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Old 5th November 2012, 05:00 PM   #4
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Originally Posted by maggot9779 View Post
Why is right right and wrong wrong if some god says so? Is it that gods opinion or is it that they just ARE? Why should I follow what this god says is right or wrong even if I disagree with it?
I'm not asserting that something is right or wrong simply because someone says God says it is right or wrong, whether or not you believe in/agree with said God. I'm only asserting that we cannot apply the labels of right/wrong to another person's actions without an appeal to a higher authority. If person A kills someone, person B cannot say that what they did was wrong without a claim that some authority they believe is binding to both parties says so. At best they can claim that person A's actions have negative consequences.
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Old 5th November 2012, 05:02 PM   #5
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Originally Posted by maggot9779 View Post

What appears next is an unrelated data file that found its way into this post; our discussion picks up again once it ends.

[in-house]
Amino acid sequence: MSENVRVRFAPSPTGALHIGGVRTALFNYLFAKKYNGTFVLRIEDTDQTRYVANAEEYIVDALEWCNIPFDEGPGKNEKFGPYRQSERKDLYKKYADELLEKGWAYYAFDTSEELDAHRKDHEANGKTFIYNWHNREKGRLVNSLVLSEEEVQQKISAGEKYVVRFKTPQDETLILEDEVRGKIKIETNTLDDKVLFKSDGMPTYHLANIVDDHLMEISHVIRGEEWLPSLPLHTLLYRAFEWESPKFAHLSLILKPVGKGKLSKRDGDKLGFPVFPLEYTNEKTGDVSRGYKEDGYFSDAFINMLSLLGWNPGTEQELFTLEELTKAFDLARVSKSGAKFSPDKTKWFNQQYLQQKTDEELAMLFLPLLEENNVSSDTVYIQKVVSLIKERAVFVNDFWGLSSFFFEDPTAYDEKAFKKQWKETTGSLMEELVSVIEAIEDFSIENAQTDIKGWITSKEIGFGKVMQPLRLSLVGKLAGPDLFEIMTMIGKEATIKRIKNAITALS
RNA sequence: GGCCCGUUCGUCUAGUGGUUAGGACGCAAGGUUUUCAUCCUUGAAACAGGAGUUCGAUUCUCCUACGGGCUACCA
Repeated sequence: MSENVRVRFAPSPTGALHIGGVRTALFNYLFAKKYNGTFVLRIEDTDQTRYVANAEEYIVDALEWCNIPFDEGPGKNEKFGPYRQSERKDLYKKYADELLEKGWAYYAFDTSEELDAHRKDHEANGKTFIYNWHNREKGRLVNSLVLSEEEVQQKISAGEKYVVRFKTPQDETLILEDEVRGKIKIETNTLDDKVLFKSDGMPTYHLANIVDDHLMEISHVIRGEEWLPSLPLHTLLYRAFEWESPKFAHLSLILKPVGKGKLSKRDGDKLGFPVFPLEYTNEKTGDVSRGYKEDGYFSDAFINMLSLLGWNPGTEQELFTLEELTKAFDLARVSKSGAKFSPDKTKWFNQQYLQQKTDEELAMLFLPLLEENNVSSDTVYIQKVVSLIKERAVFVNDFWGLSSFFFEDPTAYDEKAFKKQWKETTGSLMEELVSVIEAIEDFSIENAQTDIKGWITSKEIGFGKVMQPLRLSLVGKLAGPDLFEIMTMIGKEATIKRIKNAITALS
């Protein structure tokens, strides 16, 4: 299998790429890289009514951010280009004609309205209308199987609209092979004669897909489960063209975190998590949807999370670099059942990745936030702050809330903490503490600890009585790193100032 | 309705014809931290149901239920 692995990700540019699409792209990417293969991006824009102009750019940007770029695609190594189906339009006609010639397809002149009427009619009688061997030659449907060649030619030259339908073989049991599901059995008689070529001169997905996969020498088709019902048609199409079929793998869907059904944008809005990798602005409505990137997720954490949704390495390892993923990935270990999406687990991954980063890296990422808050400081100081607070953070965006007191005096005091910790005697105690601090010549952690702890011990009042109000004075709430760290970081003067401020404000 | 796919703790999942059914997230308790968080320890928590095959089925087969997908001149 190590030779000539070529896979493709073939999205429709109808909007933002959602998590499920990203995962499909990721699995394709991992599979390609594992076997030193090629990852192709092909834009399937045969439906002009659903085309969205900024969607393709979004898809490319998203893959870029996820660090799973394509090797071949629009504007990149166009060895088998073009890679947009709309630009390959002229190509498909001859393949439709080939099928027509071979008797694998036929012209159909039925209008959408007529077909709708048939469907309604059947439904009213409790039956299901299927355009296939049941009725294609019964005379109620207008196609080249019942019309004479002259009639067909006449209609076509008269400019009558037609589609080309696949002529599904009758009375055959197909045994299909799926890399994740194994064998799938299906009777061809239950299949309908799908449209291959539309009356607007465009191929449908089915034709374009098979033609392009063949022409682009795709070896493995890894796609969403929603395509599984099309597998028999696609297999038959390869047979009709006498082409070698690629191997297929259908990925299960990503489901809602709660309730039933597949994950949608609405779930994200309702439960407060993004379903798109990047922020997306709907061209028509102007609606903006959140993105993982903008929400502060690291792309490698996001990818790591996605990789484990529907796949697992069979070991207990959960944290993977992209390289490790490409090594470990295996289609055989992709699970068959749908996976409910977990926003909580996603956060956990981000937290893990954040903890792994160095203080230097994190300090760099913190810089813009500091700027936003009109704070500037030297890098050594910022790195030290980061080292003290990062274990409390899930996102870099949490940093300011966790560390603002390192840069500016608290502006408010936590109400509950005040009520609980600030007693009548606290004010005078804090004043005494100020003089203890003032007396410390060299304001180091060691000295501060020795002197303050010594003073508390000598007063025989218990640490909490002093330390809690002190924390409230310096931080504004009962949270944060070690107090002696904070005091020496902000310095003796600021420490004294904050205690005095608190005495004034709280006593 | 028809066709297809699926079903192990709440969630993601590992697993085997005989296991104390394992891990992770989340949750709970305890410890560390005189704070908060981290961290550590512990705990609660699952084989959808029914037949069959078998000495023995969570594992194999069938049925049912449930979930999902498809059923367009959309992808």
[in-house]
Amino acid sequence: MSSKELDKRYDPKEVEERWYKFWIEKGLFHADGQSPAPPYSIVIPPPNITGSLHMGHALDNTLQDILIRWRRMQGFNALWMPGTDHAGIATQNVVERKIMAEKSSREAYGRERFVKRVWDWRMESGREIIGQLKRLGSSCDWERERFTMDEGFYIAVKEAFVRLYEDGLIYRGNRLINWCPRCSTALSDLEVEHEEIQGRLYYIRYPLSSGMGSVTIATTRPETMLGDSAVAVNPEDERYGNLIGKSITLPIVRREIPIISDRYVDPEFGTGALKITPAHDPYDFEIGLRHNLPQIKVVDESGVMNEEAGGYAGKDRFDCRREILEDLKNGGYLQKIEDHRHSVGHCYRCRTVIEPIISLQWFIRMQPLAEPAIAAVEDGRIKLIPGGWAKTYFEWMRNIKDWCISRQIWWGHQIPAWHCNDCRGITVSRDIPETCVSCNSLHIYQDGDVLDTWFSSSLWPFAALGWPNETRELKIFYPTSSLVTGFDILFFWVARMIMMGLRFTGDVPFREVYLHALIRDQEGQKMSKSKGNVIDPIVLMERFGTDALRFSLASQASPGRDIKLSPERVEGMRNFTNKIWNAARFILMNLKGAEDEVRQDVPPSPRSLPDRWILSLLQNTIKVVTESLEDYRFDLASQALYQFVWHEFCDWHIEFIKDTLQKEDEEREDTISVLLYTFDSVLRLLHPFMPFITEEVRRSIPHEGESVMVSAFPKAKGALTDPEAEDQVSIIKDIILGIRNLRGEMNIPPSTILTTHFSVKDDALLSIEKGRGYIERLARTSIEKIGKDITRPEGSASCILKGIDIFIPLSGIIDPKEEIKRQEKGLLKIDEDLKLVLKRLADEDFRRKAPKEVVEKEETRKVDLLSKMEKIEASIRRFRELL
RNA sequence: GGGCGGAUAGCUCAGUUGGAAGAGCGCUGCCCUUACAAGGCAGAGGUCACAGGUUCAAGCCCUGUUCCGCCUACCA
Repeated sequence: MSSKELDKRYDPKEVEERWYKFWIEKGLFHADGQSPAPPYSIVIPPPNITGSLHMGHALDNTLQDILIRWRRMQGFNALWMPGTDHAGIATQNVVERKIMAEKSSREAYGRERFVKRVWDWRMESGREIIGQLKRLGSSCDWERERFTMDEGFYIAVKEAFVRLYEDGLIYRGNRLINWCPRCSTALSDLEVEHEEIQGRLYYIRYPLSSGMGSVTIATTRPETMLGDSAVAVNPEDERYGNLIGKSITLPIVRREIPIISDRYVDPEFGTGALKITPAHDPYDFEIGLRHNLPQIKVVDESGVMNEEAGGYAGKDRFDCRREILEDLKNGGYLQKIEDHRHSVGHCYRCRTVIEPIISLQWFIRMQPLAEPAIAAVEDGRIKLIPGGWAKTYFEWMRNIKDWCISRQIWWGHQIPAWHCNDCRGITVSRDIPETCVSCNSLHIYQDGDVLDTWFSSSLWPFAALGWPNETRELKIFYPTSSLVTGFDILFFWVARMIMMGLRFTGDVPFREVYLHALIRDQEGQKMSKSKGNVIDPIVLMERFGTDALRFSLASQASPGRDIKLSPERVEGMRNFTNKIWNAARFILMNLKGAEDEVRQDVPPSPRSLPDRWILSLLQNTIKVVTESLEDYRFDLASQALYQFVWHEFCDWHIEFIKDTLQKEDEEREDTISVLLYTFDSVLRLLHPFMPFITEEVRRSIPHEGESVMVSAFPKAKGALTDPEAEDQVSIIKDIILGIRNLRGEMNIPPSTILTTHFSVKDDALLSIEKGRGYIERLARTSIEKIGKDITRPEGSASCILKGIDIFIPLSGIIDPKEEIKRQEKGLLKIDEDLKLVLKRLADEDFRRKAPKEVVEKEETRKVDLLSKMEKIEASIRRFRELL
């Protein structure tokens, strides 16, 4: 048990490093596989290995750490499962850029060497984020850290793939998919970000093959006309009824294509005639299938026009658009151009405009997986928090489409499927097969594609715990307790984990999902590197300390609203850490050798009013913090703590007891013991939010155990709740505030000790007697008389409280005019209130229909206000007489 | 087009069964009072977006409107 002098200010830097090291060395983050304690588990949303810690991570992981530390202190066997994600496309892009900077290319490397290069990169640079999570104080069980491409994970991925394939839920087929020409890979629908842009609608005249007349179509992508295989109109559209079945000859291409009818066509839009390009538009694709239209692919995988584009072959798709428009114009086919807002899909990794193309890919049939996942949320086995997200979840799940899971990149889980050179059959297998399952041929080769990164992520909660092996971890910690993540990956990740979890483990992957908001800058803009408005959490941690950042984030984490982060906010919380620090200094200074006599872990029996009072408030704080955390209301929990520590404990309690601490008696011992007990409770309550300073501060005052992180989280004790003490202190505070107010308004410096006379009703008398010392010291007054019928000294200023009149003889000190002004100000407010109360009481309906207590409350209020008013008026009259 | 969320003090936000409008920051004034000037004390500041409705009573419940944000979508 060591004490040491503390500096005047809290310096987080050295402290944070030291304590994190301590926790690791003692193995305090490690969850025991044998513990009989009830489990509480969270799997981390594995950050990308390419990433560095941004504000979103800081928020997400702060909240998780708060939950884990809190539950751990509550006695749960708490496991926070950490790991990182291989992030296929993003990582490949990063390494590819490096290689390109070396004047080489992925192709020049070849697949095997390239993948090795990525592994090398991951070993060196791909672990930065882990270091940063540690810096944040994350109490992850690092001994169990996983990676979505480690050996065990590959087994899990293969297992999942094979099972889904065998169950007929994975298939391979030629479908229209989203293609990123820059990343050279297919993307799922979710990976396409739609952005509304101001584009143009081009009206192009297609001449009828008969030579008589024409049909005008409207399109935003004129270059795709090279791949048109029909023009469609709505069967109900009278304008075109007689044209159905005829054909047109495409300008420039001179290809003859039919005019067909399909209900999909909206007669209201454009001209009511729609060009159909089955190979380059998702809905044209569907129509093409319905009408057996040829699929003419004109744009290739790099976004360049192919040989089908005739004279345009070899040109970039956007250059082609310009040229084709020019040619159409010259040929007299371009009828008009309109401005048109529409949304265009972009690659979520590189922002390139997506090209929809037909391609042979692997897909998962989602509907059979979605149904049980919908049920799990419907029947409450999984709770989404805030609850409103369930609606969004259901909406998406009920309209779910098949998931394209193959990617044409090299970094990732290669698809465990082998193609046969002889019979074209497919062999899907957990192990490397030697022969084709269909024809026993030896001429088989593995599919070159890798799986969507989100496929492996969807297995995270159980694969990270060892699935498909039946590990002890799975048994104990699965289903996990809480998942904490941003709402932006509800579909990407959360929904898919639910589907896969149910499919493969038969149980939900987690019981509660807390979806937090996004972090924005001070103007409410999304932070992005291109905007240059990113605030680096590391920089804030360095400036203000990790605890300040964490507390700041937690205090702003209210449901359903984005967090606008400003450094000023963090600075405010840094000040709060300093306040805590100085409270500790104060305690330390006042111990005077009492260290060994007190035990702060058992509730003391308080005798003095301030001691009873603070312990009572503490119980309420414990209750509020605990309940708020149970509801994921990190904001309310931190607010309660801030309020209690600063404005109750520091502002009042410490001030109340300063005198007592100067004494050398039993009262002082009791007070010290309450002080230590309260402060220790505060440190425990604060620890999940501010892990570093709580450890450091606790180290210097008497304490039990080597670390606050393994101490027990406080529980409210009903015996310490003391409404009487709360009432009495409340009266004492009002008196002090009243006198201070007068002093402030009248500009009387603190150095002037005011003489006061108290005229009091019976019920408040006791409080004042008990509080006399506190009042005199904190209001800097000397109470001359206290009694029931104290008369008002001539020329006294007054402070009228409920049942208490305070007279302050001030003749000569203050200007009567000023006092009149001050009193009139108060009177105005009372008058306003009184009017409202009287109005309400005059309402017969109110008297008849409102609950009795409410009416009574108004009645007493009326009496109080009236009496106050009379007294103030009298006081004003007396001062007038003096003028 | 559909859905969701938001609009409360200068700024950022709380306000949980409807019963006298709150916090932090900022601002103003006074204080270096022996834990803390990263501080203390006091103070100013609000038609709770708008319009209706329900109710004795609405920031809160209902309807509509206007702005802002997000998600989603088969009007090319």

Why is right right and wrong wrong if some god says so? Is it that gods opinion or is it that they just ARE? Why should I follow what this god says is right or wrong even if I disagree with it?
In that same vein, if murder is wrong, why is it OK for god to say it's sometimes right? Look at the current mainstream protestant ideas about divorce, and tell me with a straight face that "right" and"wrong" are not subject to social norms, even among those who thing god tells them what to do.
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Old 5th November 2012, 05:05 PM   #6
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Originally Posted by Vortigern99 View Post
If we accept the premise stated in the thread title as valid, the "higher authority" does not have to be divine. It can be the needs of the community as a whole, and/or the drive present in almost all humans towards altruism, which has an evolutionary basis.
That is correct. The higher authority for the purposes of this discussion does not necessarily have to be divine. The important part is that is must be a mutually shared authority of what makes something right or wrong. Which is why in my OP I more specifically stated that we can only really call it "currently acceptable to society."